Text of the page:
The New Capitalism

By Georg Tichy


The New Capitalism brings together business values and practices to make a product, make some money, and change the world. The business values that are being built into these new companies from the beginning include fair labor practices, environmental stewardship, a supply chain with a conscience and transparency, and a social justice heart. They are also using new capital funding options such as crowdfunding to build sustainability into the bones of the enterprise.

Several successful textiles industry startups are using the new models to build companies that address, first and foremost, the issues of unfair labor practices and supply chain fixing. The textile industry is the source for some of our most shameful practices, including sweatshops that use child and forced labor and keep workers living in poverty, practices to fix prices of raw materials so farmers and shepherds continue to live in poverty without access to markets, and use of hazardous materials, such as heavy metal dyes for silk and other natural fibers that bring disease and environmental degradation to communities of craftsmen.

The new models are building environmental stewardship and fair labor practices into their companies through company values that address these areas, and many are structuring a business model with both profit and non-profit arms. Everlane is a clothing company that uses what they describe as radical transparency to give consumers a look into their supply chain and factories. They recently took their Black Friday profits and turned them over, providing worker-focused benefits. A couple of shipping container hydroponic gardens will be moving across the ocean to live outside the cafeteria of the factory in Ho Chi Mihn City, where many of their clothes are made, to supply the workers with fresh leafy greens.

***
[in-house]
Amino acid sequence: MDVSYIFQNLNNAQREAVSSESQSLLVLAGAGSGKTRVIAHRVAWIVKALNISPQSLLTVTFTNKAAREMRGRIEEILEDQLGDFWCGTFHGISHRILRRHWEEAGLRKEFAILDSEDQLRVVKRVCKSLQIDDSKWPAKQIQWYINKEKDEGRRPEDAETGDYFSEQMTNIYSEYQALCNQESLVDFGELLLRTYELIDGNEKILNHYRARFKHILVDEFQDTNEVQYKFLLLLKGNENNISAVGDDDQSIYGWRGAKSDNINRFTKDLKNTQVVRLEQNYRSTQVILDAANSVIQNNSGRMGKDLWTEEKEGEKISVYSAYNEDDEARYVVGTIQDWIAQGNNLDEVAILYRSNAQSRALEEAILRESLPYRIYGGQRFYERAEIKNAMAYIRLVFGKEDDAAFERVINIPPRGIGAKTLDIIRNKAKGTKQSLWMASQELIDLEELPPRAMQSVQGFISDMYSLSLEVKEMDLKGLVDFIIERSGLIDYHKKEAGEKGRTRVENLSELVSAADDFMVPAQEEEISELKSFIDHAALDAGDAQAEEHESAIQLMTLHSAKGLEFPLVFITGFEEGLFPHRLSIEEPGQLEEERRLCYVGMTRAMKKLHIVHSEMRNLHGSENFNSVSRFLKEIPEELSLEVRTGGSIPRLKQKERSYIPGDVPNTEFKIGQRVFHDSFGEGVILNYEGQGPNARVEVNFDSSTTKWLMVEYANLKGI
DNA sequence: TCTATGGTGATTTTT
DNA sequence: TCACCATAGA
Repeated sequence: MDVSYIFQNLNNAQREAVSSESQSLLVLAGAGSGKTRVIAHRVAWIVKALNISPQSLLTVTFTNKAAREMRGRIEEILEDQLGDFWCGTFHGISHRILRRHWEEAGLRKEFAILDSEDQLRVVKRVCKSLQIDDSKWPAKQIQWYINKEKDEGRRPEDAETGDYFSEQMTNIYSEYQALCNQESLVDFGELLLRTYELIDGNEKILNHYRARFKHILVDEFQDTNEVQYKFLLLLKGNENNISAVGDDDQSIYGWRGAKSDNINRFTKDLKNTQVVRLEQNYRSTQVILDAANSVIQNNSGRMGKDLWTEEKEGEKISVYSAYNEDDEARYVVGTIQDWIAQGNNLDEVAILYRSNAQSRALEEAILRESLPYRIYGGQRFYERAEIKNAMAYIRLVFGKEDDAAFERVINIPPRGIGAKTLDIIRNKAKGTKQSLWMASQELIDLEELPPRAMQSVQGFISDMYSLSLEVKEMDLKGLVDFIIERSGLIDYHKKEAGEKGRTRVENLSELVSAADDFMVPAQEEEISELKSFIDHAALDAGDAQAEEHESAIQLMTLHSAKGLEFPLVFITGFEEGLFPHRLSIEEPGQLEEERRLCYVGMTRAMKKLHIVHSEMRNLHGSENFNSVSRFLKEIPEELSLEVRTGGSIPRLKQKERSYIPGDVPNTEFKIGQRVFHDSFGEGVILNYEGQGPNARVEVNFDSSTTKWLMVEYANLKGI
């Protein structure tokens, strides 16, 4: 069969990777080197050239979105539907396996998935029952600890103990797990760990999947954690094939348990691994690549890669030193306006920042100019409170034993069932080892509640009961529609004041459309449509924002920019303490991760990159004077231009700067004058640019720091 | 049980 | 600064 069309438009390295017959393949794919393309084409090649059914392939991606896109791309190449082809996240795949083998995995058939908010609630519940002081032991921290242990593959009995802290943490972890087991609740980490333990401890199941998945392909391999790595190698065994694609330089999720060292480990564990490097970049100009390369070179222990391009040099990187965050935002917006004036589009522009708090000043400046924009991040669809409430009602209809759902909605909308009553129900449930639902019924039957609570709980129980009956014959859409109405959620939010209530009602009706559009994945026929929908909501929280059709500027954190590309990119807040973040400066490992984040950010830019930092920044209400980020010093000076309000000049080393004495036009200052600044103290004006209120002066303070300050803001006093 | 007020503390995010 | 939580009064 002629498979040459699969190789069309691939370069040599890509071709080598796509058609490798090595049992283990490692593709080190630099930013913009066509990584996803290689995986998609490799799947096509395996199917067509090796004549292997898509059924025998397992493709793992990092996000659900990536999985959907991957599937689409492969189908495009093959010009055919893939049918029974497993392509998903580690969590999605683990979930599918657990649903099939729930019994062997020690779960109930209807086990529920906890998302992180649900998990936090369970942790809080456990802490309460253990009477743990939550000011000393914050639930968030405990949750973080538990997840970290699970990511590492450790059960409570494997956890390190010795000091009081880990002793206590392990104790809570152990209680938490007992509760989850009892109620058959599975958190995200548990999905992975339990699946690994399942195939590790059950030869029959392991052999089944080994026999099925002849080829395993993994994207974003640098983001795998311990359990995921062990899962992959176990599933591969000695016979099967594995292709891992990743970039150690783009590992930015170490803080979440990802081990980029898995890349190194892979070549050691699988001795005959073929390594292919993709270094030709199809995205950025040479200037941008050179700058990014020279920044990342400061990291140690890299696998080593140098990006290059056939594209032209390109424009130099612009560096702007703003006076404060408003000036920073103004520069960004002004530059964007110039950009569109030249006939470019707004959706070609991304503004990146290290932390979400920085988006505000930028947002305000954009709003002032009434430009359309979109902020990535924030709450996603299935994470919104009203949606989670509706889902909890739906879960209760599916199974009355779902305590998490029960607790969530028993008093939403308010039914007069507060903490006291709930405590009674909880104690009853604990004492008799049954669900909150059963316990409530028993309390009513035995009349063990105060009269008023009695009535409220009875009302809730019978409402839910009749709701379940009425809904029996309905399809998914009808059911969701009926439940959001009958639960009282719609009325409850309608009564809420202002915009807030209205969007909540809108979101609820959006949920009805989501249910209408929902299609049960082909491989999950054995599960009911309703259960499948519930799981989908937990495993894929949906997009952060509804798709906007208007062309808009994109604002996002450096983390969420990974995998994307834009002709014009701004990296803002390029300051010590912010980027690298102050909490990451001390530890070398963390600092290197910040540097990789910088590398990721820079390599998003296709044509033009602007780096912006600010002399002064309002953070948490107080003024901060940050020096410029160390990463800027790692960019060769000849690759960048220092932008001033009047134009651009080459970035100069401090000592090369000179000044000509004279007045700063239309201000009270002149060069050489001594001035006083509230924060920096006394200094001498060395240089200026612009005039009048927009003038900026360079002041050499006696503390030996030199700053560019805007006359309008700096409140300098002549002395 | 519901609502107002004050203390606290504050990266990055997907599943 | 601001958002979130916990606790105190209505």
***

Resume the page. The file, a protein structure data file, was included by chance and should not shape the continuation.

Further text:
Naadam Cashmere, a company that used nontraditional funding, including a successful Kickstarter campaign to raise initial capital, is addressing the issue of raw materials supply chain price fixing by moving outside the traditional supply chain to source their cashmere directly from sherherds in Mongolia. With a non-profit arm that provides needed service to the families, such as medical care for shepherds and their herds, they are building sustainability into the company by caring for the people who supply the raw materials first.

Naadam also developed what all successful crowdfunding campaigns need: a great story. Their two young co-founders, hanging out in the Gobi with Mongolian cashmere goat herders, playing cards in a yurt, was a scene like something out of Indiana Jones, only sweeter. But they were already in Mongolia, working on a nonprofit social justice project, when they began to understand the price fixing of the cashmere supply chain and market that kept the shepherds living in poverty. When they set up their company, the bones included this non-profit arm as fundamental.

While many companies are addressing the elements of social justice, environmental stewardship, transparency, and fair labor practices in their company values, not all are taking the radical stand to build sustainability and profit through these practices. While adding these values to a for-profit company, and meaning them, is increasingly common, a company design that begins with a goal of sustainability, and accomplishes that through fair labor practices, social justice, and environmental stewardship, is less common.

The new capitalism will be a model that begins with sustainability as the company goal, rather than profit; profit will be one of the tools needed to develop, grow, and maintain a sustainable company. Tools used include crowdfunding capital, crowdsourcing ideas, transparency and social justice, including fair labor practices. The goal of commerce, then, will be to support the human development of the workforce.

Ready to launch the next great sustainable textile company?  Contact us for information about crowdfunding and business development.



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